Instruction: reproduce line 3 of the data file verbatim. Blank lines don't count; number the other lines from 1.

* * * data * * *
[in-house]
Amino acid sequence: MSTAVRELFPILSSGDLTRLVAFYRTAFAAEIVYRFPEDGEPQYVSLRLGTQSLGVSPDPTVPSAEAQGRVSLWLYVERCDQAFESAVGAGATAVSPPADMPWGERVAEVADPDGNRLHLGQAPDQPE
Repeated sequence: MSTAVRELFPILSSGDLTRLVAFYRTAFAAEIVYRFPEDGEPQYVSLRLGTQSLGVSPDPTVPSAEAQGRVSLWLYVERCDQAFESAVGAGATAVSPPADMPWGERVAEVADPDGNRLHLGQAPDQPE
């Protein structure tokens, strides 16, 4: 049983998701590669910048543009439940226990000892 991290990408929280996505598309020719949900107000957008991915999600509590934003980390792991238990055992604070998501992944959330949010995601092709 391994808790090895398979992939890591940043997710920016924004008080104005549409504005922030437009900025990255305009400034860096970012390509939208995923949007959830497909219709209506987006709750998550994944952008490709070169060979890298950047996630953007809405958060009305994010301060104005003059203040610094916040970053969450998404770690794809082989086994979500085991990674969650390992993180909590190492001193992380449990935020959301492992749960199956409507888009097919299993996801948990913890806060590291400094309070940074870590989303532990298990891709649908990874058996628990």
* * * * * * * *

Repeated sequence: MSTAVRELFPILSSGDLTRLVAFYRTAFAAEIVYRFPEDGEPQYVSLRLGTQSLGVSPDPTVPSAEAQGRVSLWLYVERCDQAFESAVGAGATAVSPPADMPWGERVAEVADPDGNRLHLGQAPDQPE